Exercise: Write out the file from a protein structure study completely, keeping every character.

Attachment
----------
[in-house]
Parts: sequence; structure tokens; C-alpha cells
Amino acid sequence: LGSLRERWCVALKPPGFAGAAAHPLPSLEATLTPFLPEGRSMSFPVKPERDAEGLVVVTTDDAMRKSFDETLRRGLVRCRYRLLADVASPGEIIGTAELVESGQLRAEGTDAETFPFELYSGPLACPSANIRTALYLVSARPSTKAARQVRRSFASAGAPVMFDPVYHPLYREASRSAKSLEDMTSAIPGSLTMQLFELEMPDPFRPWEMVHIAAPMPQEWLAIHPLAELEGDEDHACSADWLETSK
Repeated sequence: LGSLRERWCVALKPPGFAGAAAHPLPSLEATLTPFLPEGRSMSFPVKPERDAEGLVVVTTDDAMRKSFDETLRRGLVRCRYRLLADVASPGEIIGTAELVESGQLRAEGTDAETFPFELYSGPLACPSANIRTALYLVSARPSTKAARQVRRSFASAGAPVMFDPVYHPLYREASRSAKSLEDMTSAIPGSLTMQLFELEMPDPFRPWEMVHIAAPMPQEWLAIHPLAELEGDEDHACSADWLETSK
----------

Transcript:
[in-house]
Parts: sequence; structure tokens; C-alpha cells
Amino acid sequence: LGSLRERWCVALKPPGFAGAAAHPLPSLEATLTPFLPEGRSMSFPVKPERDAEGLVVVTTDDAMRKSFDETLRRGLVRCRYRLLADVASPGEIIGTAELVESGQLRAEGTDAETFPFELYSGPLACPSANIRTALYLVSARPSTKAARQVRRSFASAGAPVMFDPVYHPLYREASRSAKSLEDMTSAIPGSLTMQLFELEMPDPFRPWEMVHIAAPMPQEWLAIHPLAELEGDEDHACSADWLETSK
Repeated sequence: LGSLRERWCVALKPPGFAGAAAHPLPSLEATLTPFLPEGRSMSFPVKPERDAEGLVVVTTDDAMRKSFDETLRRGLVRCRYRLLADVASPGEIIGTAELVESGQLRAEGTDAETFPFELYSGPLACPSANIRTALYLVSARPSTKAARQVRRSFASAGAPVMFDPVYHPLYREASRSAKSLEDMTSAIPGSLTMQLFELEMPDPFRPWEMVHIAAPMPQEWLAIHPLAELEGDEDHACSADWLETSK